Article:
ix yearSs ago, Washington's Legislature passed a fatally flawed family-leave bill that, fortunately, has been postponed twice because the state can't afford it. Now that green shoots of an economic recovery are showing, some lawmakers want to implement the bill, even expand it.This prompts us to make two observations. First, it's still a bad bill. Expanding and implementing it will only make it worse. Second, the state is still broke. Actually, that's an understatement. The state faces another huge budget shortfall as the Legislature enters its third week of the new session.
The 2007 state law was to have provided five weeks of paid time off — up to $250 a week — for parents of infants. Who would pay for it? All workers, with or without children, through a new payroll tax. Conceivably (no pun intended), even low-income workers would have to pay for family leave of high-income workers. As we editorialized at the time, that was a rather ghastly proposition. And one silver lining of the recession was that the state's paid family-leave gift was shelved, unopened.
This year, according to a recent Associated Press story, state Sen. Karen Keiser, D-Kent, has introduced a bill that would not only implement the flawed program but amplify it from five weeks of paid leave to 12 weeks, and from a cap of $250 a week to $1,000. A better bill sponsored by state Sen. John Braun, R-Centralia, would repeal the old law. Braun explained: "It may have seemed like a good idea, but we don't have the money to do it. We need to face the reality and deal with it." (No lawmaker from the three legislative districts that serve solely Clark County is listed as a co-sponsor of either bill.)
Keiser said of Braun's repeal measure: "It's an appalling move at a time when middle-class families are having a hard time making things work." We're not so appalled, although we agree times are tough for almost everyone, especially middle-class families. All the more reason not to increase their taxes.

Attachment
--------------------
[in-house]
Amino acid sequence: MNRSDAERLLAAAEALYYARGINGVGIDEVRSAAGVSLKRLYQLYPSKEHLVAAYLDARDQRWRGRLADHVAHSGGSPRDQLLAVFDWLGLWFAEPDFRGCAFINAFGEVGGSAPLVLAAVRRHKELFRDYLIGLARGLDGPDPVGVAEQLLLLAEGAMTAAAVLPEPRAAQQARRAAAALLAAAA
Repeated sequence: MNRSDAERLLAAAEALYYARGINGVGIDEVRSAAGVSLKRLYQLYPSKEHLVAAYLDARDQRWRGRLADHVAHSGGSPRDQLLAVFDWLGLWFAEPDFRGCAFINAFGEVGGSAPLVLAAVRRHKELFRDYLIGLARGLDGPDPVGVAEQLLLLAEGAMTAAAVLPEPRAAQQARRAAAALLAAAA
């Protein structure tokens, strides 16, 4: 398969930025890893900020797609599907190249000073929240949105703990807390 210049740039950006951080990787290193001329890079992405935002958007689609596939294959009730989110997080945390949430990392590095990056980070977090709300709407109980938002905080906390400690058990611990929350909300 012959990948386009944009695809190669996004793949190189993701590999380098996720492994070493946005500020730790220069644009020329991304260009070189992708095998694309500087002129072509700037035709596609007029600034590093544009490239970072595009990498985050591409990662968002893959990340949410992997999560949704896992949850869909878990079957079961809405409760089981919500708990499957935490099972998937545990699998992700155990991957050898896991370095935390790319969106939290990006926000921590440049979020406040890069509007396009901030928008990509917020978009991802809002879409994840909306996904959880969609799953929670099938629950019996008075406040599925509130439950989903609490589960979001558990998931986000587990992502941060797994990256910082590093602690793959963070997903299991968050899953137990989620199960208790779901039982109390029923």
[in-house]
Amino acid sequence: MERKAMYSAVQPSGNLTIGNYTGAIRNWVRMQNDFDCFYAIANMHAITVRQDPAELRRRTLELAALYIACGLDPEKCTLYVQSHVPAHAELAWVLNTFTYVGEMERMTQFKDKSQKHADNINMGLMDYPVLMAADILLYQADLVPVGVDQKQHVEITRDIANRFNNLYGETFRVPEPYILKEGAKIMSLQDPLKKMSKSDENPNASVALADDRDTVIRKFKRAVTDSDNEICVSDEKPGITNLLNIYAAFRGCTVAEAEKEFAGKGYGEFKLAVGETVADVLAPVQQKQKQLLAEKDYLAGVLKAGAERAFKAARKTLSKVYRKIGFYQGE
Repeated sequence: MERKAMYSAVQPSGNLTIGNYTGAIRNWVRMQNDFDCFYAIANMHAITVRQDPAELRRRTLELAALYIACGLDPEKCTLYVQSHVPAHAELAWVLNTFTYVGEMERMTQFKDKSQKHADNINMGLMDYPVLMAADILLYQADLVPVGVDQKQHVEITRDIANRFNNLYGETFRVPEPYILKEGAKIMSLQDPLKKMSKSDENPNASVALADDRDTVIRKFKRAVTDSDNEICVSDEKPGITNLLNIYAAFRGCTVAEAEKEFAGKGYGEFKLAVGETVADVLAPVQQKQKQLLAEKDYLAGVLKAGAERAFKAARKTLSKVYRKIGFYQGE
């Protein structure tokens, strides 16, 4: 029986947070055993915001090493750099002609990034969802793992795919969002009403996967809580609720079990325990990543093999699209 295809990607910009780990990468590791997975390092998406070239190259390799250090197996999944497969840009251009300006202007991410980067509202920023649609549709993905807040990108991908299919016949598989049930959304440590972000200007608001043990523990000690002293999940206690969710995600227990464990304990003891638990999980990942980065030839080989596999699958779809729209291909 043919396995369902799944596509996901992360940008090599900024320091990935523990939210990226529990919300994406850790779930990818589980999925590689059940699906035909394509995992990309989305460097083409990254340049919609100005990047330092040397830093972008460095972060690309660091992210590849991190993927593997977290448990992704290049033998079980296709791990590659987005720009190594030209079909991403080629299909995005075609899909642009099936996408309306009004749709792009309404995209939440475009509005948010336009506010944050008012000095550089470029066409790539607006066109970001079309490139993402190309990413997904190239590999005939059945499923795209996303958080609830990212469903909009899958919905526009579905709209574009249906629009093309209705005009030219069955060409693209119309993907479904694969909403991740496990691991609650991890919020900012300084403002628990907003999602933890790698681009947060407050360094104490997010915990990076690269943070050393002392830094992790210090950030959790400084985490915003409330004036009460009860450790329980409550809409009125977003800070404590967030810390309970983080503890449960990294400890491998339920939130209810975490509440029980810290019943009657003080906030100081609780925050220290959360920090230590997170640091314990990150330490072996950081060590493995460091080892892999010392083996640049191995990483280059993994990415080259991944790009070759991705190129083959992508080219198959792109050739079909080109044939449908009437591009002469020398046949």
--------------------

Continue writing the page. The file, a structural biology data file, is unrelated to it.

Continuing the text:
Yes, every working parent of a newborn deserves to have his or her job protected for a certain period, but that safeguard already is in place. Federal law requires employers with 50 or more workers to extend up to three months of unpaid leave to parents of newborns, as well as to workers who have personal or family illness or experience military leave, pregnancy, adoption or foster-care placement of a child. It's a great law, helping countless workers.
Remember, also, that paid family leave is increasingly popular in private-sector worker benefits. This is where paid family leave belongs, in the competitive marketplace. Otherwise, as designed in Washington state, people who don't need the money could receive it from people who can't afford to pay.
State Sen. Janea Holmquist Newbry, R-Moses Lake, correctly calls the 2007 law an "empty promise. Instead of continually suspending it and dangling it out there … the more logical and responsible thing to do is to remove it off the books."
Keiser's bill is based on similar bills in California and New Jersey. That might not be the strongest endorsement of her efforts. Here in Washington, a bad bill that the state can't afford remains, well, doubly doomed.